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BITMASK_SNPRINTF(9) NetBSD Kernel Developer's Manual BITMASK_SNPRINTF(9)
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bitmask_snprintf -- bitmask output conversion
bitmask_snprintf(u_quad_t val, const char *fmt, char *buf,
The bitmask_snprintf() function formats a bitmask into a mnemonic form
suitable for printing.
This conversion is useful for decoding bit fields in device registers.
It formats the integer val into the buffer buf, of size buflen, using a
specified radix and an interpretation of the bits within that integer as
though they were flags.
The decoding directive string fmt describes how the bitfield is to be
interpreted and displayed. It follows two possible syntaxes, referred to
as ``old'' and ``new''. The main advantage of the ``new'' formatting is
that it is capable of handling multi-bit fields.
The first character of fmt may be \177, indicating that the remainder of
the format string follows the ``new'' syntax. The second character (the
first for the old format) is a binary character representation of the
output numeral base in which the bitfield will be printed before it is
decoded. Recognized radix values (in C escape-character format) are \10
(octal), \12 (decimal), and \20 (hexadecimal).
The remaining characters in fmt are interpreted as a list of bit-posi-
tion-description pairs. From here the syntaxes diverge.
The ``old'' format syntax is series of bit-position-description pairs.
Each begins with a binary character value that represents the position of
the bit being described. A bit position value of one describes the least
significant bit. Whereas a position value of 32 (octal 40, hexadecimal
20, the ASCII space character) describes the most significant bit.
The remaining characters in a bit-position-description pair are the char-
acters to print should the bit being described be set. Description
strings are delimited by the next bit position value character encoun-
tered (distinguishable by its value being <= 32), or the end of the
decoding directive string itself.
For the ``new'' format syntax, a bit-position-description begins with a
field type followed by a binary bit-position and possibly a field length.
The least significant bit is bit-position zero, unlike the ``old'' syntax
where it is one.
b\B Describes a bit position. The bit-position B indicates the corre-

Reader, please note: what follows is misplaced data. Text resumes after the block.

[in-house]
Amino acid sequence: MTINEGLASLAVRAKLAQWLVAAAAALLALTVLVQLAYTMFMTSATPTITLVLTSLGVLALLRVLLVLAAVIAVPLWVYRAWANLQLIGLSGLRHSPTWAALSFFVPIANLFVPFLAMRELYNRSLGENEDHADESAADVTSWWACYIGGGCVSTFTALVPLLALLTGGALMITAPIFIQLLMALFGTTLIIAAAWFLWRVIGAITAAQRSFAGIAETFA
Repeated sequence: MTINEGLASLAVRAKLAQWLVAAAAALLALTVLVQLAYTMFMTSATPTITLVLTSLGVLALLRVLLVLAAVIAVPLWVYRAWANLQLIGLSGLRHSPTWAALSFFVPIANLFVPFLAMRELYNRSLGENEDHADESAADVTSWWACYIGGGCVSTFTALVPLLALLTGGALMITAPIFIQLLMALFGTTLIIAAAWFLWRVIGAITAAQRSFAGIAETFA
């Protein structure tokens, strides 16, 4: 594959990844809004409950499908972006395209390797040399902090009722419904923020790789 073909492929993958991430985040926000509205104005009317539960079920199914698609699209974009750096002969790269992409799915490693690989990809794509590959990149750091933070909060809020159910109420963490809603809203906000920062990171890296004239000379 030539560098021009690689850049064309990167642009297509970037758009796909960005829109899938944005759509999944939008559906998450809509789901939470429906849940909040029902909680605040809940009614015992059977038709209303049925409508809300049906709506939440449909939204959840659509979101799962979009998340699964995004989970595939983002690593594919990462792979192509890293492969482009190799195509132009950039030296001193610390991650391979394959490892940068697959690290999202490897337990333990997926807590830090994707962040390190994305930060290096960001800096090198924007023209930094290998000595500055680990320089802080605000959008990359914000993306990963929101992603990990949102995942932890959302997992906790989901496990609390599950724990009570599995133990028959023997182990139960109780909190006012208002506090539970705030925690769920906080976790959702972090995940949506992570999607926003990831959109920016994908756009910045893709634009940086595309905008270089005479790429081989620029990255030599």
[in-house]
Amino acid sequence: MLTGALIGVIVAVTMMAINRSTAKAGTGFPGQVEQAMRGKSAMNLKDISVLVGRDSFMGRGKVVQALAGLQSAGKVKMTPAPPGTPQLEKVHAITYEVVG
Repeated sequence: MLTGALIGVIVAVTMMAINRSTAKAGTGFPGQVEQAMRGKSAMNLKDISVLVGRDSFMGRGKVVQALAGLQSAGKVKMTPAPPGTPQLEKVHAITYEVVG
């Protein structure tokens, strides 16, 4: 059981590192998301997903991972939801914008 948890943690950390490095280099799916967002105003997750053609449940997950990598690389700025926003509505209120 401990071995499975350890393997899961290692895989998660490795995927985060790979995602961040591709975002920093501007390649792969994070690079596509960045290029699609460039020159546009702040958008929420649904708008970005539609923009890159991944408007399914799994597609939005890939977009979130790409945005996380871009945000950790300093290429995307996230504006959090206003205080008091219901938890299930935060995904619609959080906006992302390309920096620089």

sponding bit, as in the ``old'' format.
f\B\L Describes a multi-bit field beginning at bit-position B and having
a bit-length of L. The remaining characters are printed as a
description of the field followed by `=' and the value of the
field. The value of the field is printed in the base specified as
the second character of the decoding directive string fmt.
F\B\L Describes a multi-bit field like `f', but just extracts the value
for use with the `=' and `:' formatting directives described
=\V The field previously extracted by the last `f' or `F' operator is
compared to the byte `V' (for values 0 through 255). If they are
equal, `=' followed by the string following `V' is printed. This
and the `:' operator may be repeated to annotate multiple possible
:\V Operates like the `=' operator, but omits the leading `='.
Finally, each field is delimited by a NUL (`\0') character. By conven-
tion, the format string has an additional NUL character at the end, fol-
lowing that delimiting the last bit-position-description pair.
The buffer buf passed to bitmask_snprintf must be at least
KPRINTF_BUFSIZE bytes in length. See the source code for the definition
of this macro.
The bitmask_snprintf() function returns the buffer buf. The returned
string is always NULL-terminated.
Two examples of the old formatting style:
bitmask_snprintf(3, "\10\2BITTWO\1BITONE", buf, buflen)
An example of the new formatting style:
If the buffer buf is too small to hold the formatted output,
bitmask_snprintf() will still return the buffer, containing a truncated
The bitmask_snprintf() function was originally implemented as a non-stan-
dard %b format string for the kernel printf() function in NetBSD 1.5 and
The ``new'' format was the invention of Chris Torek.
NetBSD 5.0 July 29, 2007 NetBSD 5.0